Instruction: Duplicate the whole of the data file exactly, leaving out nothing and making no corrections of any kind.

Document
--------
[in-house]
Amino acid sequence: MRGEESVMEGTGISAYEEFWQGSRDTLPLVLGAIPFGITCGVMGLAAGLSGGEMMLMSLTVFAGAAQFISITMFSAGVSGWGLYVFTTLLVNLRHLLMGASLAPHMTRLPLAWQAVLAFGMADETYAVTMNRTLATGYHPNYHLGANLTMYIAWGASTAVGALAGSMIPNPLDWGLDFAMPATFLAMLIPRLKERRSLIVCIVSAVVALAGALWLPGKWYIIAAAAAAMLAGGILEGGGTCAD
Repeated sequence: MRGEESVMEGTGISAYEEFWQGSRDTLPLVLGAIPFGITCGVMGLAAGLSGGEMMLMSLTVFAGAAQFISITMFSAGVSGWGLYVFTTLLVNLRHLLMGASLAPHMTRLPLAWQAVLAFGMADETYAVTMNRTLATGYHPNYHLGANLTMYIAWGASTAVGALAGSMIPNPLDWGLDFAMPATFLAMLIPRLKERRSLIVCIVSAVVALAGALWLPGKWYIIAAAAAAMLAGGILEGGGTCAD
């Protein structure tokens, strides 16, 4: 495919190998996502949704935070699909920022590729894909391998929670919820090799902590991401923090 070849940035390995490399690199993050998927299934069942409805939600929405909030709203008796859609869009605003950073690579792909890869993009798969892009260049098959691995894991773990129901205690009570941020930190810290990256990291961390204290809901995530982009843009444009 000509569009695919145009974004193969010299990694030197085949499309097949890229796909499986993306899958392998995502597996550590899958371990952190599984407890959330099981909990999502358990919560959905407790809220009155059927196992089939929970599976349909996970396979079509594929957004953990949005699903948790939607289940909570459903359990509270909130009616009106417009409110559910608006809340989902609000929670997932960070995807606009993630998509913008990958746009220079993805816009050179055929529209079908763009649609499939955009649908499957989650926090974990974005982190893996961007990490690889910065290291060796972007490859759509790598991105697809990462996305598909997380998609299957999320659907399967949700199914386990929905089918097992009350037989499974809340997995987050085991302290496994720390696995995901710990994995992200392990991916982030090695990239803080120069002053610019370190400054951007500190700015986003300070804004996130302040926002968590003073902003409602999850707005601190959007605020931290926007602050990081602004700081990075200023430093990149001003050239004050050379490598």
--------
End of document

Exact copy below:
[in-house]
Amino acid sequence: MRGEESVMEGTGISAYEEFWQGSRDTLPLVLGAIPFGITCGVMGLAAGLSGGEMMLMSLTVFAGAAQFISITMFSAGVSGWGLYVFTTLLVNLRHLLMGASLAPHMTRLPLAWQAVLAFGMADETYAVTMNRTLATGYHPNYHLGANLTMYIAWGASTAVGALAGSMIPNPLDWGLDFAMPATFLAMLIPRLKERRSLIVCIVSAVVALAGALWLPGKWYIIAAAAAAMLAGGILEGGGTCAD
Repeated sequence: MRGEESVMEGTGISAYEEFWQGSRDTLPLVLGAIPFGITCGVMGLAAGLSGGEMMLMSLTVFAGAAQFISITMFSAGVSGWGLYVFTTLLVNLRHLLMGASLAPHMTRLPLAWQAVLAFGMADETYAVTMNRTLATGYHPNYHLGANLTMYIAWGASTAVGALAGSMIPNPLDWGLDFAMPATFLAMLIPRLKERRSLIVCIVSAVVALAGALWLPGKWYIIAAAAAAMLAGGILEGGGTCAD
């Protein structure tokens, strides 16, 4: 495919190998996502949704935070699909920022590729894909391998929670919820090799902590991401923090 070849940035390995490399690199993050998927299934069942409805939600929405909030709203008796859609869009605003950073690579792909890869993009798969892009260049098959691995894991773990129901205690009570941020930190810290990256990291961390204290809901995530982009843009444009 000509569009695919145009974004193969010299990694030197085949499309097949890229796909499986993306899958392998995502597996550590899958371990952190599984407890959330099981909990999502358990919560959905407790809220009155059927196992089939929970599976349909996970396979079509594929957004953990949005699903948790939607289940909570459903359990509270909130009616009106417009409110559910608006809340989902609000929670997932960070995807606009993630998509913008990958746009220079993805816009050179055929529209079908763009649609499939955009649908499957989650926090974990974005982190893996961007990490690889910065290291060796972007490859759509790598991105697809990462996305598909997380998609299957999320659907399967949700199914386990929905089918097992009350037989499974809340997995987050085991302290496994720390696995995901710990994995992200392990991916982030090695990239803080120069002053610019370190400054951007500190700015986003300070804004996130302040926002968590003073902003409602999850707005601190959007605020931290926007602050990081602004700081990075200023430093990149001003050239004050050379490598």